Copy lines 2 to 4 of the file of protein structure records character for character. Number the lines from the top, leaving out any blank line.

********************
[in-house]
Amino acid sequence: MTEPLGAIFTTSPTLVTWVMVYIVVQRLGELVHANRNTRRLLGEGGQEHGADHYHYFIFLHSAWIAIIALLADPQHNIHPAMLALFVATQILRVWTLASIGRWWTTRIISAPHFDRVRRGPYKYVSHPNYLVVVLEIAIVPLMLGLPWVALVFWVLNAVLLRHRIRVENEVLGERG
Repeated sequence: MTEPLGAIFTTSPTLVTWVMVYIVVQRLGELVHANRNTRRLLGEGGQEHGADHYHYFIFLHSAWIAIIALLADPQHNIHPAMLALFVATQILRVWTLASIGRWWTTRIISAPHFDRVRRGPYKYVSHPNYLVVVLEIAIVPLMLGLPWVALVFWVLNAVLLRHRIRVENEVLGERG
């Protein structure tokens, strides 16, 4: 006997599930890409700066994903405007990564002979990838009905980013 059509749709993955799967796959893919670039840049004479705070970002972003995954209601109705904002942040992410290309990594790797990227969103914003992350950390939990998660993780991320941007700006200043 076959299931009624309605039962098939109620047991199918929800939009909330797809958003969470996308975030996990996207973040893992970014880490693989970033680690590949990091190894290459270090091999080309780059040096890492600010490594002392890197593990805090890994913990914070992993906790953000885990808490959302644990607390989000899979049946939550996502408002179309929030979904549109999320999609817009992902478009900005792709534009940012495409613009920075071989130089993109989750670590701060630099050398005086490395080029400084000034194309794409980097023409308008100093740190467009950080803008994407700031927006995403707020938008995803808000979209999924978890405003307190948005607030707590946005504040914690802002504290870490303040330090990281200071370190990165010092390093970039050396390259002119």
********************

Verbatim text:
Amino acid sequence: MTEPLGAIFTTSPTLVTWVMVYIVVQRLGELVHANRNTRRLLGEGGQEHGADHYHYFIFLHSAWIAIIALLADPQHNIHPAMLALFVATQILRVWTLASIGRWWTTRIISAPHFDRVRRGPYKYVSHPNYLVVVLEIAIVPLMLGLPWVALVFWVLNAVLLRHRIRVENEVLGERG
Repeated sequence: MTEPLGAIFTTSPTLVTWVMVYIVVQRLGELVHANRNTRRLLGEGGQEHGADHYHYFIFLHSAWIAIIALLADPQHNIHPAMLALFVATQILRVWTLASIGRWWTTRIISAPHFDRVRRGPYKYVSHPNYLVVVLEIAIVPLMLGLPWVALVFWVLNAVLLRHRIRVENEVLGERG
């Protein structure tokens, strides 16, 4: 006997599930890409700066994903405007990564002979990838009905980013 059509749709993955799967796959893919670039840049004479705070970002972003995954209601109705904002942040992410290309990594790797990227969103914003992350950390939990998660993780991320941007700006200043 076959299931009624309605039962098939109620047991199918929800939009909330797809958003969470996308975030996990996207973040893992970014880490693989970033680690590949990091190894290459270090091999080309780059040096890492600010490594002392890197593990805090890994913990914070992993906790953000885990808490959302644990607390989000899979049946939550996502408002179309929030979904549109999320999609817009992902478009900005792709534009940012495409613009920075071989130089993109989750670590701060630099050398005086490395080029400084000034194309794409980097023409308008100093740190467009950080803008994407700031927006995403707020938008995803808000979209999924978890405003307190948005607030707590946005504040914690802002504290870490303040330090990281200071370190990165010092390093970039050396390259002119």